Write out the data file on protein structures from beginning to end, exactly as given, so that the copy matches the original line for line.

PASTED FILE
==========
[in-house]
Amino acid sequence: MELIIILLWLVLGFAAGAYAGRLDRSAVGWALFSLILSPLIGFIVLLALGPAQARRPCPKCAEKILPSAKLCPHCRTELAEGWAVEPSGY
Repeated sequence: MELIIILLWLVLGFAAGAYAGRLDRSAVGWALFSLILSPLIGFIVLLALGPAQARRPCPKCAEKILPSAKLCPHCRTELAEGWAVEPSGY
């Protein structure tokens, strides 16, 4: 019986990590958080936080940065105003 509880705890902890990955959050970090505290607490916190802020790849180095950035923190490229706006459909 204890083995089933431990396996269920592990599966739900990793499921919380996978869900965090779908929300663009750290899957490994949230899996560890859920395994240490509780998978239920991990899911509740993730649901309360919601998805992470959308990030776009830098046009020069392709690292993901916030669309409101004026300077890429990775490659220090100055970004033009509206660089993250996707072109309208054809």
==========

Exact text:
[in-house]
Amino acid sequence: MELIIILLWLVLGFAAGAYAGRLDRSAVGWALFSLILSPLIGFIVLLALGPAQARRPCPKCAEKILPSAKLCPHCRTELAEGWAVEPSGY
Repeated sequence: MELIIILLWLVLGFAAGAYAGRLDRSAVGWALFSLILSPLIGFIVLLALGPAQARRPCPKCAEKILPSAKLCPHCRTELAEGWAVEPSGY
């Protein structure tokens, strides 16, 4: 019986990590958080936080940065105003 509880705890902890990955959050970090505290607490916190802020790849180095950035923190490229706006459909 204890083995089933431990396996269920592990599966739900990793499921919380996978869900965090779908929300663009750290899957490994949230899996560890859920395994240490509780998978239920991990899911509740993730649901309360919601998805992470959308990030776009830098046009020069392709690292993901916030669309409101004026300077890429990775490659220090100055970004033009509206660089993250996707072109309208054809």